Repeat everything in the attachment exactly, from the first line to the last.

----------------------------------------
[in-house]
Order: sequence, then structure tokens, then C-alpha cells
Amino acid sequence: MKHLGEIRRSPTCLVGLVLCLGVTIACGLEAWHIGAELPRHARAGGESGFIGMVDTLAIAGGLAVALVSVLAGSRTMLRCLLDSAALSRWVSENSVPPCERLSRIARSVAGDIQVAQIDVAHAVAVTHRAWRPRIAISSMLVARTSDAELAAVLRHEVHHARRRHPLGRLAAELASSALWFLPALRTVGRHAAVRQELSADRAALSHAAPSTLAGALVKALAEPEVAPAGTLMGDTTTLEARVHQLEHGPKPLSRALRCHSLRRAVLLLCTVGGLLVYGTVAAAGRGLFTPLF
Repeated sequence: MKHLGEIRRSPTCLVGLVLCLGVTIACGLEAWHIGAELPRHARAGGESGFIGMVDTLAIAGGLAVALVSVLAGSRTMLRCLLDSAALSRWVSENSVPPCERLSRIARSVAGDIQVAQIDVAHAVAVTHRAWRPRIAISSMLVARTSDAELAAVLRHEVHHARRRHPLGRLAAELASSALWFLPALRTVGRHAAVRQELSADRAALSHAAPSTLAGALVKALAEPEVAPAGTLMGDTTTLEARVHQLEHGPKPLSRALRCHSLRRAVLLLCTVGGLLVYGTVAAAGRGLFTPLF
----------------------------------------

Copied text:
[in-house]
Order: sequence, then structure tokens, then C-alpha cells
Amino acid sequence: MKHLGEIRRSPTCLVGLVLCLGVTIACGLEAWHIGAELPRHARAGGESGFIGMVDTLAIAGGLAVALVSVLAGSRTMLRCLLDSAALSRWVSENSVPPCERLSRIARSVAGDIQVAQIDVAHAVAVTHRAWRPRIAISSMLVARTSDAELAAVLRHEVHHARRRHPLGRLAAELASSALWFLPALRTVGRHAAVRQELSADRAALSHAAPSTLAGALVKALAEPEVAPAGTLMGDTTTLEARVHQLEHGPKPLSRALRCHSLRRAVLLLCTVGGLLVYGTVAAAGRGLFTPLF
Repeated sequence: MKHLGEIRRSPTCLVGLVLCLGVTIACGLEAWHIGAELPRHARAGGESGFIGMVDTLAIAGGLAVALVSVLAGSRTMLRCLLDSAALSRWVSENSVPPCERLSRIARSVAGDIQVAQIDVAHAVAVTHRAWRPRIAISSMLVARTSDAELAAVLRHEVHHARRRHPLGRLAAELASSALWFLPALRTVGRHAAVRQELSADRAALSHAAPSTLAGALVKALAEPEVAPAGTLMGDTTTLEARVHQLEHGPKPLSRALRCHSLRRAVLLLCTVGGLLVYGTVAAAGRGLFTPLF